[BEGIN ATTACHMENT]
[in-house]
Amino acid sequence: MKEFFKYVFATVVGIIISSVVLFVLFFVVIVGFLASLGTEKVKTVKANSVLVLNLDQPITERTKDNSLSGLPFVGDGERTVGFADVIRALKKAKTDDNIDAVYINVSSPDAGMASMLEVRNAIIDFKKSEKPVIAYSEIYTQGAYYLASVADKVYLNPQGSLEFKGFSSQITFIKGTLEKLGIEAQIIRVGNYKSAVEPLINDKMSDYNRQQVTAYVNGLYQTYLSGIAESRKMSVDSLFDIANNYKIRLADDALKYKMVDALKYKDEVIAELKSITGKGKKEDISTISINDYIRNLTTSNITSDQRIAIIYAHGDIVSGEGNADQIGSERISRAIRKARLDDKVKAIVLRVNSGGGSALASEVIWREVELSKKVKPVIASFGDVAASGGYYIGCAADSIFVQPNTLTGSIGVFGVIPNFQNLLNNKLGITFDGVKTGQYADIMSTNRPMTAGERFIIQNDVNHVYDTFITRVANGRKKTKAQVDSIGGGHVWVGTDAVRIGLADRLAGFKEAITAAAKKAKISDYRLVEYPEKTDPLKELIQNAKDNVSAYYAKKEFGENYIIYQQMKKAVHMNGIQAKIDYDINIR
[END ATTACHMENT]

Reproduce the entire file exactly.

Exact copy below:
[in-house]
Amino acid sequence: MKEFFKYVFATVVGIIISSVVLFVLFFVVIVGFLASLGTEKVKTVKANSVLVLNLDQPITERTKDNSLSGLPFVGDGERTVGFADVIRALKKAKTDDNIDAVYINVSSPDAGMASMLEVRNAIIDFKKSEKPVIAYSEIYTQGAYYLASVADKVYLNPQGSLEFKGFSSQITFIKGTLEKLGIEAQIIRVGNYKSAVEPLINDKMSDYNRQQVTAYVNGLYQTYLSGIAESRKMSVDSLFDIANNYKIRLADDALKYKMVDALKYKDEVIAELKSITGKGKKEDISTISINDYIRNLTTSNITSDQRIAIIYAHGDIVSGEGNADQIGSERISRAIRKARLDDKVKAIVLRVNSGGGSALASEVIWREVELSKKVKPVIASFGDVAASGGYYIGCAADSIFVQPNTLTGSIGVFGVIPNFQNLLNNKLGITFDGVKTGQYADIMSTNRPMTAGERFIIQNDVNHVYDTFITRVANGRKKTKAQVDSIGGGHVWVGTDAVRIGLADRLAGFKEAITAAAKKAKISDYRLVEYPEKTDPLKELIQNAKDNVSAYYAKKEFGENYIIYQQMKKAVHMNGIQAKIDYDINIR